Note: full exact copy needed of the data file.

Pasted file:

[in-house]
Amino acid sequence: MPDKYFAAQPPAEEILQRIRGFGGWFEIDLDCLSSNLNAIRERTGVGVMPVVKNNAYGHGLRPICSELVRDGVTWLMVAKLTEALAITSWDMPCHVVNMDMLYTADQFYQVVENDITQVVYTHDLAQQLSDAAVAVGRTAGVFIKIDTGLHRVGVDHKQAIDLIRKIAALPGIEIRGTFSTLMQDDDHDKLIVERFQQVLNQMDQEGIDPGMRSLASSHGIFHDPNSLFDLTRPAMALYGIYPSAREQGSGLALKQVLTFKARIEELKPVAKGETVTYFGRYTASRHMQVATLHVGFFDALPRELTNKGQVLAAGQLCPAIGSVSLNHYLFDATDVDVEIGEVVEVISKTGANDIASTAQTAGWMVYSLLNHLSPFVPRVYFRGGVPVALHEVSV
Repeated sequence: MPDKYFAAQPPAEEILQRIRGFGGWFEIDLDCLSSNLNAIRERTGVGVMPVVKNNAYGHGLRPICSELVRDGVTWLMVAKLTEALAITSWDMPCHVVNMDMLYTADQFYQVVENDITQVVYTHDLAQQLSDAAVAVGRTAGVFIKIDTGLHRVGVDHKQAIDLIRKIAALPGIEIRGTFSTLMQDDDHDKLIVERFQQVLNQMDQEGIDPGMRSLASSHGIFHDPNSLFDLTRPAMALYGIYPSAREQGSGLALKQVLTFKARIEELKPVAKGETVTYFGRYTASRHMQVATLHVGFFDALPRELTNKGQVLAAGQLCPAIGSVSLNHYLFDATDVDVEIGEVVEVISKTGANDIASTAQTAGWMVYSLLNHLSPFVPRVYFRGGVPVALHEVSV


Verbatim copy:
[in-house]
Amino acid sequence: MPDKYFAAQPPAEEILQRIRGFGGWFEIDLDCLSSNLNAIRERTGVGVMPVVKNNAYGHGLRPICSELVRDGVTWLMVAKLTEALAITSWDMPCHVVNMDMLYTADQFYQVVENDITQVVYTHDLAQQLSDAAVAVGRTAGVFIKIDTGLHRVGVDHKQAIDLIRKIAALPGIEIRGTFSTLMQDDDHDKLIVERFQQVLNQMDQEGIDPGMRSLASSHGIFHDPNSLFDLTRPAMALYGIYPSAREQGSGLALKQVLTFKARIEELKPVAKGETVTYFGRYTASRHMQVATLHVGFFDALPRELTNKGQVLAAGQLCPAIGSVSLNHYLFDATDVDVEIGEVVEVISKTGANDIASTAQTAGWMVYSLLNHLSPFVPRVYFRGGVPVALHEVSV
Repeated sequence: MPDKYFAAQPPAEEILQRIRGFGGWFEIDLDCLSSNLNAIRERTGVGVMPVVKNNAYGHGLRPICSELVRDGVTWLMVAKLTEALAITSWDMPCHVVNMDMLYTADQFYQVVENDITQVVYTHDLAQQLSDAAVAVGRTAGVFIKIDTGLHRVGVDHKQAIDLIRKIAALPGIEIRGTFSTLMQDDDHDKLIVERFQQVLNQMDQEGIDPGMRSLASSHGIFHDPNSLFDLTRPAMALYGIYPSAREQGSGLALKQVLTFKARIEELKPVAKGETVTYFGRYTASRHMQVATLHVGFFDALPRELTNKGQVLAAGQLCPAIGSVSLNHYLFDATDVDVEIGEVVEVISKTGANDIASTAQTAGWMVYSLLNHLSPFVPRVYFRGGVPVALHEVSV